Wendell Occasio: if there are no governance implications the it is clear

John Koisch: there are implications.

Wendell Occasio: changing needs governance. WB: a group says what is in and out, governance of the EAS, not part of balloting.

John Koisch: It sounds like re-usability. WB: What is governance? a process of having a group responsible. We have this. We dont need infrastructure to manage.

John Quin: exceptions need to go the board, so it is governed?

Wendell Occasio: Is there a difference in governance? WB: It is meaninless with different groups. A group will make decisions, with an appeal to the TSC or BOD for exceptions.

John Koisch: It is an additional checkbox.

Wendell Occasio: Is there a need to know what fits?

Abdul-Malik Shakir: Yes, everything we do needs to pride a differenct. WB: a group responsible for EAS will create arbitrary rules, which will be harmonized.

Jane Curry: As we work the process

Wendell Occasio: We can spend two days on every item, or develop a criteria.

Jane Curry: We dont know governance since we have not figured out the framework?

Wendell Occasio: Are we going to put everything in writing?

John Koisch: There is a difference of opinion.

Wendell Occasio: It is the things we use to do stuff, some things are out like specific specifications, some primitives, and we will work out the rest.

John Koisch: everyone ok with that? Im not. I need to be convinced.

Mead Walker: you need to be convinced since you are the facilitator.

Abdul-Malik Shakir: I am concerned about first times, educators, and chairs who need to do the work.

Jane Curry: I want to try something: TO me this the distinction is that you come from a services background - messages are known to be non-implementable until extended, same with CDA. Service drive down, and are intended to be reused, and are defined to the platform.

Wendell Occasio: I am not the only one who tells you what your point is.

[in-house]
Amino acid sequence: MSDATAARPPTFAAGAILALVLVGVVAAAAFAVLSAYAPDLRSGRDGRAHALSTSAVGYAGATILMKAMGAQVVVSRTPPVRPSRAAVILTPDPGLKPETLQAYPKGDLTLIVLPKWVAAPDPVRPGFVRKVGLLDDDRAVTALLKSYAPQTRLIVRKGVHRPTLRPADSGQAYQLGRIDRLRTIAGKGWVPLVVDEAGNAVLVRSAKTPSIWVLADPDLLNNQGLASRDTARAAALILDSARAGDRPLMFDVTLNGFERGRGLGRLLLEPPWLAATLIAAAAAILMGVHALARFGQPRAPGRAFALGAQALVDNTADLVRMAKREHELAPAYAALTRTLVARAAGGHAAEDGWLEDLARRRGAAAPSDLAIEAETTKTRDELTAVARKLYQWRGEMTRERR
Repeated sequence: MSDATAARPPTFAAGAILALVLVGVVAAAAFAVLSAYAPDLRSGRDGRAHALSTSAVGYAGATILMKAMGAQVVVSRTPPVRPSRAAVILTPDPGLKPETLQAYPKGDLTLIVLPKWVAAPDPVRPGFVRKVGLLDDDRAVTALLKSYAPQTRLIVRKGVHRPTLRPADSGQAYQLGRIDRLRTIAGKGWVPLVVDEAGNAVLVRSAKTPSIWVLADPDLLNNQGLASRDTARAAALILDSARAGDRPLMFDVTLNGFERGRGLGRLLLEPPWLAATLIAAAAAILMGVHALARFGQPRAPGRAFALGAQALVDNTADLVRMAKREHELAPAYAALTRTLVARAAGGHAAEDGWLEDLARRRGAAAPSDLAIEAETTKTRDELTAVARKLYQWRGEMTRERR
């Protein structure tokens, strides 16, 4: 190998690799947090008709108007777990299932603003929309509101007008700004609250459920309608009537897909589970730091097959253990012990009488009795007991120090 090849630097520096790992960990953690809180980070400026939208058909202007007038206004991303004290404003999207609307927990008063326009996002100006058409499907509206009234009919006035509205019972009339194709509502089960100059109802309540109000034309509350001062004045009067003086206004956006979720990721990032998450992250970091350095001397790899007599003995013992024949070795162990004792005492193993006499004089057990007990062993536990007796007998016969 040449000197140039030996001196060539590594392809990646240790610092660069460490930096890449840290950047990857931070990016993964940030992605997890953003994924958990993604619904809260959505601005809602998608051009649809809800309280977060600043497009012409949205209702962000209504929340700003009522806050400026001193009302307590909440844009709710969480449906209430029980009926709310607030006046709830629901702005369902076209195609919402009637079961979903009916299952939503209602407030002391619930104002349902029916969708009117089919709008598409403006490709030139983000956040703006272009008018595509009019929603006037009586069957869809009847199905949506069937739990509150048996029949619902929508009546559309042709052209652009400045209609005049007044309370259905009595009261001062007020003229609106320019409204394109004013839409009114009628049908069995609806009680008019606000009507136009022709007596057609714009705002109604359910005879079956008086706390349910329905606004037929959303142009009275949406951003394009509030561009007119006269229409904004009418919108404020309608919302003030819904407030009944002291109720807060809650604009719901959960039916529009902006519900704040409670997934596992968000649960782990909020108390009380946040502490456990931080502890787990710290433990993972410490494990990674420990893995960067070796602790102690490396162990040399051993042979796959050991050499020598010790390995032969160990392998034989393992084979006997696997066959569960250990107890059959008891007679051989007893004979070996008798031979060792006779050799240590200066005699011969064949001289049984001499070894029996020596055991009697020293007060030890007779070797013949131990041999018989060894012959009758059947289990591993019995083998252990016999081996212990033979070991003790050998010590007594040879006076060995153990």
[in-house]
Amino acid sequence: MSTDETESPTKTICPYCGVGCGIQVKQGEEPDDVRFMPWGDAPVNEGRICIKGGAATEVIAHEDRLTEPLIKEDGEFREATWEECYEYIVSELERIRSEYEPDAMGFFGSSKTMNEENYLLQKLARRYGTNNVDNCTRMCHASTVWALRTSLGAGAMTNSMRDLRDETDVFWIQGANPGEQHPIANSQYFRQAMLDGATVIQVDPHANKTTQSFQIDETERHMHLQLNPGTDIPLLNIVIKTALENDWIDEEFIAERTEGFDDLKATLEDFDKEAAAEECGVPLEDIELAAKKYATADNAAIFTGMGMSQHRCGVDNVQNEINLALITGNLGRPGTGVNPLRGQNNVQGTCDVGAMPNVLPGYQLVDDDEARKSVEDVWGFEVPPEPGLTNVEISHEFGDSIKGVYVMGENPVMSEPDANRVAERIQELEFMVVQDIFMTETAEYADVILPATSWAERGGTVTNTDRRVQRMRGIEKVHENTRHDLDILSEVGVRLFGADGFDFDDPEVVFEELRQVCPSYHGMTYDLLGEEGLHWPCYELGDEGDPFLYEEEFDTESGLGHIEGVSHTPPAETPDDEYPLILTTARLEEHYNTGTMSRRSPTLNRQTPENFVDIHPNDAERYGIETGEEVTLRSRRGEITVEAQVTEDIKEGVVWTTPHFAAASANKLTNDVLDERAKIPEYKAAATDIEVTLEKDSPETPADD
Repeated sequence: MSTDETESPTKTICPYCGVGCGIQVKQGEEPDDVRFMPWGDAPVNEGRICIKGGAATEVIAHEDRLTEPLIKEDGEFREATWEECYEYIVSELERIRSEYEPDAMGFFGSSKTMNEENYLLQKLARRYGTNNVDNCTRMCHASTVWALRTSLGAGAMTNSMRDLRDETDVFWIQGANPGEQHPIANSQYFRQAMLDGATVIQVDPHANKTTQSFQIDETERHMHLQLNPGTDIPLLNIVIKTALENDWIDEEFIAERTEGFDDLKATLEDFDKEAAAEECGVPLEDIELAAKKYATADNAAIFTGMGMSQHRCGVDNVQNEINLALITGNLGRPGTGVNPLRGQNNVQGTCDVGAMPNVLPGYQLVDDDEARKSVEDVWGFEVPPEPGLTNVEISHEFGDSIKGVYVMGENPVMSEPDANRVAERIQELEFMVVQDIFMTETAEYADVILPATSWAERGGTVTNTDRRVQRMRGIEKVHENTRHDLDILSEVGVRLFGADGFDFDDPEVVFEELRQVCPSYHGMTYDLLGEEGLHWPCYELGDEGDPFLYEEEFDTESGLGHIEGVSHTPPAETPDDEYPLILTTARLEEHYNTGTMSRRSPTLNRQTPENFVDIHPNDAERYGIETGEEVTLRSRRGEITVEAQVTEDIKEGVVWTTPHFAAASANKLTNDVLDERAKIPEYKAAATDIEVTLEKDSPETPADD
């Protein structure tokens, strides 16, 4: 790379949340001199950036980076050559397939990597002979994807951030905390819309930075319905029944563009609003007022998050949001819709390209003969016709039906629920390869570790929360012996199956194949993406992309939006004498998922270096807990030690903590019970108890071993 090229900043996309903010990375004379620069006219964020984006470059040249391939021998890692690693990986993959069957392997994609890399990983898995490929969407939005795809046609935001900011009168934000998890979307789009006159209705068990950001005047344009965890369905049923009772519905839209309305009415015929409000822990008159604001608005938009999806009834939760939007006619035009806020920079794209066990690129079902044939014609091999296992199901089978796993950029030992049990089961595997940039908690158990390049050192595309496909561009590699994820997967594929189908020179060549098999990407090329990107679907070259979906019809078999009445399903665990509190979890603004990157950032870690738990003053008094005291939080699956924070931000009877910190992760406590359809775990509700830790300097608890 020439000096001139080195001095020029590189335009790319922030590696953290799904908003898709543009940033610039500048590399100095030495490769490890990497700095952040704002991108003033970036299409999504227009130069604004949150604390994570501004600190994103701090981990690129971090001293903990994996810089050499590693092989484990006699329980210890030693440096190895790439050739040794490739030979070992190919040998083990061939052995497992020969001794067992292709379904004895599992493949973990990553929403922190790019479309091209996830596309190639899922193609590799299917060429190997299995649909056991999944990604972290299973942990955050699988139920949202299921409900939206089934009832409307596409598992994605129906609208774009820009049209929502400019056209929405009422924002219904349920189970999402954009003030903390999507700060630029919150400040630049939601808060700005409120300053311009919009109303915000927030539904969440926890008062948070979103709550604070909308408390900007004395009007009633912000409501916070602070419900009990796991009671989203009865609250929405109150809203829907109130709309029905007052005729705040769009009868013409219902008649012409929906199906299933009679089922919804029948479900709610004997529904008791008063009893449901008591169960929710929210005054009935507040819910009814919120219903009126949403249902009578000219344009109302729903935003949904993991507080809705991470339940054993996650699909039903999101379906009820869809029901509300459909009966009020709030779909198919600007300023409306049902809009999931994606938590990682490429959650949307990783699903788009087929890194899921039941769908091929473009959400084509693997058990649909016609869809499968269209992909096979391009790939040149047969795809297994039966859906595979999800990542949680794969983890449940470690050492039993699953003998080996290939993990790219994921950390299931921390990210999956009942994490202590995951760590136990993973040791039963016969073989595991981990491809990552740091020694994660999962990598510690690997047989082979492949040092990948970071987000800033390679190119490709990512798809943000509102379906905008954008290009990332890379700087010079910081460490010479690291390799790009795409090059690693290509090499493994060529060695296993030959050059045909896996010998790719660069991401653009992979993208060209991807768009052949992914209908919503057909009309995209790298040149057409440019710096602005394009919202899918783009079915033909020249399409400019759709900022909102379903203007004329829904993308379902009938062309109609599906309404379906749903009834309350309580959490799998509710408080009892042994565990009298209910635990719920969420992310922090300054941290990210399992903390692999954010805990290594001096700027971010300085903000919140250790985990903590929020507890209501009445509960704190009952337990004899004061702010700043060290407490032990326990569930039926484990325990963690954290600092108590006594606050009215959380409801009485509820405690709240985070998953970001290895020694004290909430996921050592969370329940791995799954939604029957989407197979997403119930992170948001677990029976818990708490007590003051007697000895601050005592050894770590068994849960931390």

John Koisch: The consequences are you have to make the distinction after you write the specification, it comes apriori. I think there is no difference between messages and services.

Jane Curry: what we create is good enough to be an EAS - that does not change ]governance. THe source may be internal, external, which is what we do with alignment with othere SDO's. THis stack is necessary but not sufficient - our composites dont fit neatly, but draw from other stuff. You guys agree, then we stop.

Jane Curry: until you agree you will confuse the next audience.


John Koisch: what is it, and what is the evolution and what are the next steps? WB: it gets into the confusion between HDF and core principles. The HDF talks of them as work products. Core principles tells you what they are.

John Koisch: THe HDF should give you the process. Core principles talks about the artifacts. SAEAF is a super-set of core principles. Core principle artifacts bfit somehwer in the 4x4. The discussion about the HDF is how the next generation supports the SAEAF. WB: I am worried that we have spent more time worrying about the who , the core principles is not done, and I am not sure that the core principles is different than the saeaf.

John Koisch: we have been discussing HDF, core principles, and the SAEAF. Forget what has been. We feel there is alignment to the SAEAF. We have posited merging all into the SAEAF. We thought the easiest way would be, since the HDF is not complete, we felt it was a low threshold hurdle, but in term o starting poing of discussion to genereate the integration semantics.

Abdul-Malik Shakir: HDF is not complete, neither are SAEAF or core principles. All explain holes in the process. THose gaps need to be filled. Our end game is that all those gaps be filled in the saeaf, and need to shore up HDF and Core Principles.

Charlie Mead: we need to have a coherent tsc announced, arb and MNM effort to evolve the HDF to be the SAEAF implementation guide. WB: I think there is no objection to saying that is the direction.

John Koisch: we spend a lot of time doing that.

Galen Mulroney: she was blindsided by the prospect of deleting everything. LM: I actulally dont have any issue with charlies propsal - missing is the third piece, which is MIF, the detailed meta-model. You dont put it in eithere of the other documents, should be appendix to core-principles or HDF. We need a tightly constrained meta-model. We need to figure out what it looks like, where it lives, and maintains its functions, and provides direct support.

Mead Walker: We need to remember the existence so we dont re-create. We need to walk thorught hcore principles to create it.

Dale Nelson: I am confused. i would expect the MIF to fall into the platform independent Computational viewpoint.